Links between chronic illness and family relationships have led to psychosocial interventions targeted at the patient's closest family member or both patient and family member. The authors conducted a meta-analytic review of randomized studies comparing these interventions with usual medical care (k = 70), focusing on patient outcomes (depression, anxiety, relationship satisfaction, disability, and mortality) and family member outcomes (depression, anxiety, relationship satisfaction, and caregiving burden). Among patients, interventions had positive effects on depression when the spouse was included and, in some cases, on mortality. Among family members, positive effects were found for caregiving burden, depression, and anxiety; these effects were strongest for nondementing illnesses and for interventions that targeted only the family member and that addressed relationship issues. Although statistically significant aggregate effects were found, they were generally small in magnitude. These findings provide guidance in developing future interventions in this area.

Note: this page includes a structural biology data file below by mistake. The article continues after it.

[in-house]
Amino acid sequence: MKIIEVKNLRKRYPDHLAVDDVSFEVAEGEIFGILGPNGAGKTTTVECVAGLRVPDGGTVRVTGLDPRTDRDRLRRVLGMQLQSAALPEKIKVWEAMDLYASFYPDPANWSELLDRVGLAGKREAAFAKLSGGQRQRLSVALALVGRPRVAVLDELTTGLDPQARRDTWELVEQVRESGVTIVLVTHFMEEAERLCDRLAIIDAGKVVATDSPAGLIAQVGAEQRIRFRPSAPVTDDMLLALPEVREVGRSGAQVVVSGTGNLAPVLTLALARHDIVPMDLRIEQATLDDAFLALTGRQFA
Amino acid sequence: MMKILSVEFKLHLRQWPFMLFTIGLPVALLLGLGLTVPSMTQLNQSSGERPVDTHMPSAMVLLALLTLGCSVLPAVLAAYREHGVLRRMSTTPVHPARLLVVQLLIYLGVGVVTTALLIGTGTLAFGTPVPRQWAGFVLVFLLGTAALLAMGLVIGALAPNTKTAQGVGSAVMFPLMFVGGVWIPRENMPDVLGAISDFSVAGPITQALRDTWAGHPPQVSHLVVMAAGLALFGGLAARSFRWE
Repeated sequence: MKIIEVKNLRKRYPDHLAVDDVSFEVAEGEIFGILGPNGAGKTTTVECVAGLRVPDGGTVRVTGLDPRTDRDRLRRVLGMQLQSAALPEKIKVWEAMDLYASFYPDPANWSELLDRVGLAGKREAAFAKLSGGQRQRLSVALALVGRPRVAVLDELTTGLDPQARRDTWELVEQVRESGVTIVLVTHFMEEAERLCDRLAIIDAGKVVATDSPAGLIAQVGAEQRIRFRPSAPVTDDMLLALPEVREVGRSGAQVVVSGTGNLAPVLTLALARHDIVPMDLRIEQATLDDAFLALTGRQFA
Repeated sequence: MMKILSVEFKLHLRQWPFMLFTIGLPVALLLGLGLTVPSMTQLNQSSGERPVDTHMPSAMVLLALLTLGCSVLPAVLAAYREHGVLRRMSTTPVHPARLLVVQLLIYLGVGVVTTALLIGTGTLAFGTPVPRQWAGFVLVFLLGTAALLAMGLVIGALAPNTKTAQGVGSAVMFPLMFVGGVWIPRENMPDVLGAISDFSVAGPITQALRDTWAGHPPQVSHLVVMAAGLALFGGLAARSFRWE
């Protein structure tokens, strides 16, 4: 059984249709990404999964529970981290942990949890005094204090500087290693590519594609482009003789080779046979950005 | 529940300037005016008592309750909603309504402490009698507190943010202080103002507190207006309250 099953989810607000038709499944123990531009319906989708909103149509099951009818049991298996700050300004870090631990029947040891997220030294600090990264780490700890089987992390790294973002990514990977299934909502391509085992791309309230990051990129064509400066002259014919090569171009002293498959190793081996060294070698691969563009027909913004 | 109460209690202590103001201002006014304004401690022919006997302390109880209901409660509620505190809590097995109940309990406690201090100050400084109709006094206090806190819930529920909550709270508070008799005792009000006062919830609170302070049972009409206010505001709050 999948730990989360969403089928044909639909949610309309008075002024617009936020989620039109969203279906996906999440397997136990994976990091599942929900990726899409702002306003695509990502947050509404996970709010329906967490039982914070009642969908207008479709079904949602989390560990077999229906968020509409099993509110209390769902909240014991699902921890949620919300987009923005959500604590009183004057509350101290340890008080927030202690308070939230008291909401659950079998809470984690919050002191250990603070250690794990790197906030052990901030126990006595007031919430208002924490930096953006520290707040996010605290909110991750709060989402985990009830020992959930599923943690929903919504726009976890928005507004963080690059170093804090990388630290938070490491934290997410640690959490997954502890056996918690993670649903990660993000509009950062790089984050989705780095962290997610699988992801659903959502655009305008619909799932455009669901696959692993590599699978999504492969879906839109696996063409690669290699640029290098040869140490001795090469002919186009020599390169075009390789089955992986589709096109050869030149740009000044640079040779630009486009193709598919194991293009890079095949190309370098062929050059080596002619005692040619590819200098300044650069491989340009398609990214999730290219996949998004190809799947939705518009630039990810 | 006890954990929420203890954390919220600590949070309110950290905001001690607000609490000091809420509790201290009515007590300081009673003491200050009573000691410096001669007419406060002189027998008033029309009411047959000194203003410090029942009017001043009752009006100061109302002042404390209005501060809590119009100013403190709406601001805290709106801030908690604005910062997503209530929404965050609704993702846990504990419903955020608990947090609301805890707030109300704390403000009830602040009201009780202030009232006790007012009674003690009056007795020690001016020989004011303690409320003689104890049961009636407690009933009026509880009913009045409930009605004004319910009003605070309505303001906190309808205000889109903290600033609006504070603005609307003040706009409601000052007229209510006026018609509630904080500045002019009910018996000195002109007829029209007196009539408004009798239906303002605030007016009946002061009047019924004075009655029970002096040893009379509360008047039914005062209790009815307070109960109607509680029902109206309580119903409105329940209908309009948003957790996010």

All Science Journal Classification (ASJC) codes
- Applied Psychology
- Psychiatry and Mental health